So I guess what I would say now is that "Yes, I have a little bit of survivor guilt." I guess it's normal. I guess it's why I cried when I saw Phil Mickelson hug his wife Amy at the end of the Masters - she had been going through treatment all year and he wore the pink ribbon and nothing was said as they hugged and hugged. I watched as their two girls and son looked on. I feel badly for having worried so many of my friends and family. I appreciate all of the amazing bouquets and letters and gestures of extraordinary kindness. I can't go through all the people I'd like to thank now or it will start to sound like a Sally Field Oscar acceptance speech. Please know each gesture was received, fully appreciated and added to my willpower. If I had to thank one or two people, it would be my mom who slept upright in a mighty squeaky hospital Laz-Z-Boy the second night after my surgery, Greg, who gave the girls and Luke a sense that everything would be alright and has sat next to my bed for the past week delivering me food, hot tea and meds and was nice enough to say that my new pair were already better than before (adding that they weren't that bad before!) Thanks to my siblings and grandparents and to Aunt Barb who sent a mighty comfy wedge for me to sleep on with my arms elevated, and, of course, longtime friend Barry Roy who is taking Annalise and Amelia to Disney World on Thursday. He's your very own "Make a Wish" Foundation. Love, love. love to all of you and to Fox for giving me the time to fight this and recuperate with my family without worrying about anything. Now go hug your children, or your dog or your best friend because one day you'll hit a bump in the road and you'll be overwhelmed by how much good there is out there and how much you don't even know you are loved.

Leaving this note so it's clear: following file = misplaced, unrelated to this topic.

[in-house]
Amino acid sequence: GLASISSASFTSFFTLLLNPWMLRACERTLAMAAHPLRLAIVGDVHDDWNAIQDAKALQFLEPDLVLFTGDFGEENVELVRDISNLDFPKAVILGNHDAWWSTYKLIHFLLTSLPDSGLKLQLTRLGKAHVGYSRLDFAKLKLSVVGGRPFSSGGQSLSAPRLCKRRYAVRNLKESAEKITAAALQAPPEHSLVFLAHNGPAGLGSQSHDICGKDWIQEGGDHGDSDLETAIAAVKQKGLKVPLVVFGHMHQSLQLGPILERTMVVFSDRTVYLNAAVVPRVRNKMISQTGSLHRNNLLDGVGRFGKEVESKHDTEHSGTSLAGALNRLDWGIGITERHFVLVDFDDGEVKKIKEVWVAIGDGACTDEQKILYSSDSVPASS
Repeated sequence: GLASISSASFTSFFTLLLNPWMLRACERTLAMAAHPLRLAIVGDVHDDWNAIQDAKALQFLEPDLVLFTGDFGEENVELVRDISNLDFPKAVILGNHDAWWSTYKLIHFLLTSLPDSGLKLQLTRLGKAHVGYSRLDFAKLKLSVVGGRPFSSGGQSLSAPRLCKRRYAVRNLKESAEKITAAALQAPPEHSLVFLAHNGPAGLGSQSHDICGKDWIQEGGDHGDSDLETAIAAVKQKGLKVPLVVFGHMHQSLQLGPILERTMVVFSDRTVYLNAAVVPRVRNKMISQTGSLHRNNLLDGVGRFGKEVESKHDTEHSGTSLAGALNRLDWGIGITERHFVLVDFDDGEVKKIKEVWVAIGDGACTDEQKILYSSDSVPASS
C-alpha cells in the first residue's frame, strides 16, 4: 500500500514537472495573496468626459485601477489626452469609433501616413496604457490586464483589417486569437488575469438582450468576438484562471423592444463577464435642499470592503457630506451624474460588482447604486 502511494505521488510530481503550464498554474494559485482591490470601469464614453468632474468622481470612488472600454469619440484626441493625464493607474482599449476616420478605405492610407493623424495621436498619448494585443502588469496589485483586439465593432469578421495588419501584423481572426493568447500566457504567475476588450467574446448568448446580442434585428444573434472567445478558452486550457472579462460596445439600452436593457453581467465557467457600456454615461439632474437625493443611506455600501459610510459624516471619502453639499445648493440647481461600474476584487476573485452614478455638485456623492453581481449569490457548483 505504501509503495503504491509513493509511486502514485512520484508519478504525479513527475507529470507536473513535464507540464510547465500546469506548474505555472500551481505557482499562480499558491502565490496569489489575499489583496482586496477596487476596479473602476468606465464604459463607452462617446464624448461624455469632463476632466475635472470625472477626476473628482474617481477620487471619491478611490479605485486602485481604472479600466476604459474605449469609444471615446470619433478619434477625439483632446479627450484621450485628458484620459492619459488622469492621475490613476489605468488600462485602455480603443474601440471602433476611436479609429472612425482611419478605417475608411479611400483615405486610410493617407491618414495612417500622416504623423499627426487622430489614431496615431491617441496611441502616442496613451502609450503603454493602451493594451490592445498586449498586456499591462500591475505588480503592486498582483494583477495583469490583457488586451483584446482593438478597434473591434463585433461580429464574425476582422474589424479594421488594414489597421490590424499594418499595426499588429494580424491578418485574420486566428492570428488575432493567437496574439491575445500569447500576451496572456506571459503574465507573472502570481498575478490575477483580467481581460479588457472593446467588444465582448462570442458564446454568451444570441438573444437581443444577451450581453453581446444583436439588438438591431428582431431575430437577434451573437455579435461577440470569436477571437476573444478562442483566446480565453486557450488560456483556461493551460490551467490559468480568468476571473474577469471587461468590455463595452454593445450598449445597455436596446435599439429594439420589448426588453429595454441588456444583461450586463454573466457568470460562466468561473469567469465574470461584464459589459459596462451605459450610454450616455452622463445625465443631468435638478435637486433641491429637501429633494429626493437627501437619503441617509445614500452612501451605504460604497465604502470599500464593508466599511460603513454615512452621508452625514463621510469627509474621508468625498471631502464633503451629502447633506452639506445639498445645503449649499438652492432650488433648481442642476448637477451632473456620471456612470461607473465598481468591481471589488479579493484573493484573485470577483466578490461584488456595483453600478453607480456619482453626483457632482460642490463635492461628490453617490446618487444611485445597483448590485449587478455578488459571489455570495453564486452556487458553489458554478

This is the rest of the 5 part series that Fox put together on our journey

Part 1 many of you saw earlier
Part 2 deals with nutrition for cancer patients
Part 3 gives tips to those with Triple Negative - what is it - what can you do
Part 4 talks about Greg and the kids - the reason I fight
Part 5 is a word of thanks

Click on the above then scroll down for the different segments. Thank you, Stefanie and Viewer Services.

From our friends at TVNewser...thank you

Monday, April 12, 2010

We won the lottery!

Dear, dear friends,
I am going to keep this short because the keyboard is getting soaked from my now infamous crocodile tears. But I can honestly say that Greg and I now know what it feels like to win the lottery. We went to see my doctors at Georgetown Hospital today and while we had been optimistic for some time - it was nice to see the pathology report in black and white. (And I have never seen doctors grinning more from ear to ear! Thank you, Dr. Shawna Willey and Dr. Claudine Isaacs.) It is now official: there was no cancer in my lymph nodes (7 in all were taken out last Tuesday - none had cancer and if none had cancer then none of those Al Qaeda cells had a chance to spread. And there won't be a need for any Gitmo lock-ups - these cells are dead, dead, dead and we didn't even need to use the water board.) But here is the kicker...the tissue that they took out of each breast had what they call "a complete pathologic response" to the chemotherapy - that is the Holy Grail when it comes to Triple Negative. That means that yes it was me that you may have seen clicking my heels like a leprachaun if you were driving past Georgetown this morning - and I wasn't even on THAT much Percocet. That means that in 2 - 3 years time if there is no return (which is statistically almost impossible at this point) then they can declare me "cured" - not a term they use lightly in the world of oncology. I am officially "cancer free". (And boy do I have some beautiful new breasts to boot.) More later when I come down from this high. Thank you and thank God. And, yes, I now believe in miracles.